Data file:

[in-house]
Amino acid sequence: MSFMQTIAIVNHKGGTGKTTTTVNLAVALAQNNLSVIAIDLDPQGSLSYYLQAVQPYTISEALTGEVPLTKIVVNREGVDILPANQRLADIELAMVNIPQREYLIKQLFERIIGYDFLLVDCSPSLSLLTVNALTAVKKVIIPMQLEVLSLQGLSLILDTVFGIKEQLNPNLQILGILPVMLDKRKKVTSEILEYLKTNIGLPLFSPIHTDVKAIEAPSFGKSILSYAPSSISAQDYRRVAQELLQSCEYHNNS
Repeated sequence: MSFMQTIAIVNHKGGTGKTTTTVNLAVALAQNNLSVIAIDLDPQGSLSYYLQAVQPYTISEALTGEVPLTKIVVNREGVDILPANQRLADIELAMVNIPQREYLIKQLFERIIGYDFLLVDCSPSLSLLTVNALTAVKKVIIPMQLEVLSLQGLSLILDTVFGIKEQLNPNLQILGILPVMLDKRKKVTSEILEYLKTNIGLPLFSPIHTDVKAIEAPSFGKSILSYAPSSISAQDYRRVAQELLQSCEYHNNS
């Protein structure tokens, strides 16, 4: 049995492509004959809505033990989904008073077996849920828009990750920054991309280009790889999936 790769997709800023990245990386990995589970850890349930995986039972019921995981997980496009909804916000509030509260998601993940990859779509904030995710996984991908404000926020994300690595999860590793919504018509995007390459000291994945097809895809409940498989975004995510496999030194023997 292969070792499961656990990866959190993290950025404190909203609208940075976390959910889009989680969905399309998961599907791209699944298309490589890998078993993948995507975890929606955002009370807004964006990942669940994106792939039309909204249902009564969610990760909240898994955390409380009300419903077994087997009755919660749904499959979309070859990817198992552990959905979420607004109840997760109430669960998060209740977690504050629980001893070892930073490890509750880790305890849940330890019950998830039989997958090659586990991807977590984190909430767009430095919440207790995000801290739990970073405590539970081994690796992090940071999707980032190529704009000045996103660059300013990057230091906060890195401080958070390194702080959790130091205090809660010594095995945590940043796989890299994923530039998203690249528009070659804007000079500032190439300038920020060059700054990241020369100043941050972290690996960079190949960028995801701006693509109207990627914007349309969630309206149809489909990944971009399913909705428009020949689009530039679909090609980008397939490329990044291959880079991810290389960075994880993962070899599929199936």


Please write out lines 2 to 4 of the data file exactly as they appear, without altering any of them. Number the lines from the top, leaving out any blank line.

Amino acid sequence: MSFMQTIAIVNHKGGTGKTTTTVNLAVALAQNNLSVIAIDLDPQGSLSYYLQAVQPYTISEALTGEVPLTKIVVNREGVDILPANQRLADIELAMVNIPQREYLIKQLFERIIGYDFLLVDCSPSLSLLTVNALTAVKKVIIPMQLEVLSLQGLSLILDTVFGIKEQLNPNLQILGILPVMLDKRKKVTSEILEYLKTNIGLPLFSPIHTDVKAIEAPSFGKSILSYAPSSISAQDYRRVAQELLQSCEYHNNS
Repeated sequence: MSFMQTIAIVNHKGGTGKTTTTVNLAVALAQNNLSVIAIDLDPQGSLSYYLQAVQPYTISEALTGEVPLTKIVVNREGVDILPANQRLADIELAMVNIPQREYLIKQLFERIIGYDFLLVDCSPSLSLLTVNALTAVKKVIIPMQLEVLSLQGLSLILDTVFGIKEQLNPNLQILGILPVMLDKRKKVTSEILEYLKTNIGLPLFSPIHTDVKAIEAPSFGKSILSYAPSSISAQDYRRVAQELLQSCEYHNNS
């Protein structure tokens, strides 16, 4: 049995492509004959809505033990989904008073077996849920828009990750920054991309280009790889999936 790769997709800023990245990386990995589970850890349930995986039972019921995981997980496009909804916000509030509260998601993940990859779509904030995710996984991908404000926020994300690595999860590793919504018509995007390459000291994945097809895809409940498989975004995510496999030194023997 292969070792499961656990990866959190993290950025404190909203609208940075976390959910889009989680969905399309998961599907791209699944298309490589890998078993993948995507975890929606955002009370807004964006990942669940994106792939039309909204249902009564969610990760909240898994955390409380009300419903077994087997009755919660749904499959979309070859990817198992552990959905979420607004109840997760109430669960998060209740977690504050629980001893070892930073490890509750880790305890849940330890019950998830039989997958090659586990991807977590984190909430767009430095919440207790995000801290739990970073405590539970081994690796992090940071999707980032190529704009000045996103660059300013990057230091906060890195401080958070390194702080959790130091205090809660010594095995945590940043796989890299994923530039998203690249528009070659804007000079500032190439300038920020060059700054990241020369100043941050972290690996960079190949960028995801701006693509109207990627914007349309969630309206149809489909990944971009399913909705428009020949689009530039679909090609980008397939490329990044291959880079991810290389960075994880993962070899599929199936």